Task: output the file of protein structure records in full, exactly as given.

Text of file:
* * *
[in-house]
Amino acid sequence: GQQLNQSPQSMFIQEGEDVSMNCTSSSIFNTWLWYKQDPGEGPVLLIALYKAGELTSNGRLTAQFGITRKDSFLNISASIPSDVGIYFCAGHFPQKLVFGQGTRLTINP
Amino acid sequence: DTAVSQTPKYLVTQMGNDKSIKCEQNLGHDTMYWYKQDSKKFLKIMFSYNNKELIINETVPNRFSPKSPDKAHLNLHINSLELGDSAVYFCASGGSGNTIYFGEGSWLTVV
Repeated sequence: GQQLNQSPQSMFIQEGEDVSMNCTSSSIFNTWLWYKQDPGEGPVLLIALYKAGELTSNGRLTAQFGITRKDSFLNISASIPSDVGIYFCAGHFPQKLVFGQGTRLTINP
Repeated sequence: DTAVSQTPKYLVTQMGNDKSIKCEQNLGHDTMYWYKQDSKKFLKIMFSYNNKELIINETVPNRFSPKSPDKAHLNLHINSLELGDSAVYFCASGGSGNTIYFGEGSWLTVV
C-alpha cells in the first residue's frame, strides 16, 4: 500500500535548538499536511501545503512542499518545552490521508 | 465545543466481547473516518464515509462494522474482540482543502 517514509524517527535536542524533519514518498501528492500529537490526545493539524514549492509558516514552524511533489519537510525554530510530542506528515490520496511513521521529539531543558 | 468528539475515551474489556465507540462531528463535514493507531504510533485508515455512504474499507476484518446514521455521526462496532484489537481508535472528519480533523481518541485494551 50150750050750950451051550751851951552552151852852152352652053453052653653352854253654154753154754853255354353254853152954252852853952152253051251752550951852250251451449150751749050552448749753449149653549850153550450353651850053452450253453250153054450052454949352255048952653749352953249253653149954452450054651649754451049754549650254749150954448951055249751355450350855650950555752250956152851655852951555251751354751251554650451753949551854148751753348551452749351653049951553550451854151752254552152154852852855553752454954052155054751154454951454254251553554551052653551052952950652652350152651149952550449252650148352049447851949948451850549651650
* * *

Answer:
[in-house]
Amino acid sequence: GQQLNQSPQSMFIQEGEDVSMNCTSSSIFNTWLWYKQDPGEGPVLLIALYKAGELTSNGRLTAQFGITRKDSFLNISASIPSDVGIYFCAGHFPQKLVFGQGTRLTINP
Amino acid sequence: DTAVSQTPKYLVTQMGNDKSIKCEQNLGHDTMYWYKQDSKKFLKIMFSYNNKELIINETVPNRFSPKSPDKAHLNLHINSLELGDSAVYFCASGGSGNTIYFGEGSWLTVV
Repeated sequence: GQQLNQSPQSMFIQEGEDVSMNCTSSSIFNTWLWYKQDPGEGPVLLIALYKAGELTSNGRLTAQFGITRKDSFLNISASIPSDVGIYFCAGHFPQKLVFGQGTRLTINP
Repeated sequence: DTAVSQTPKYLVTQMGNDKSIKCEQNLGHDTMYWYKQDSKKFLKIMFSYNNKELIINETVPNRFSPKSPDKAHLNLHINSLELGDSAVYFCASGGSGNTIYFGEGSWLTVV
C-alpha cells in the first residue's frame, strides 16, 4: 500500500535548538499536511501545503512542499518545552490521508 | 465545543466481547473516518464515509462494522474482540482543502 517514509524517527535536542524533519514518498501528492500529537490526545493539524514549492509558516514552524511533489519537510525554530510530542506528515490520496511513521521529539531543558 | 468528539475515551474489556465507540462531528463535514493507531504510533485508515455512504474499507476484518446514521455521526462496532484489537481508535472528519480533523481518541485494551 50150750050750950451051550751851951552552151852852152352652053453052653653352854253654154753154754853255354353254853152954252852853952152253051251752550951852250251451449150751749050552448749753449149653549850153550450353651850053452450253453250153054450052454949352255048952653749352953249253653149954452450054651649754451049754549650254749150954448951055249751355450350855650950555752250956152851655852951555251751354751251554650451753949551854148751753348551452749351653049951553550451854151752254552152154852852855553752454954052155054751154454951454254251553554551052653551052952950652652350152651149952550449252650148352049447851949948451850549651650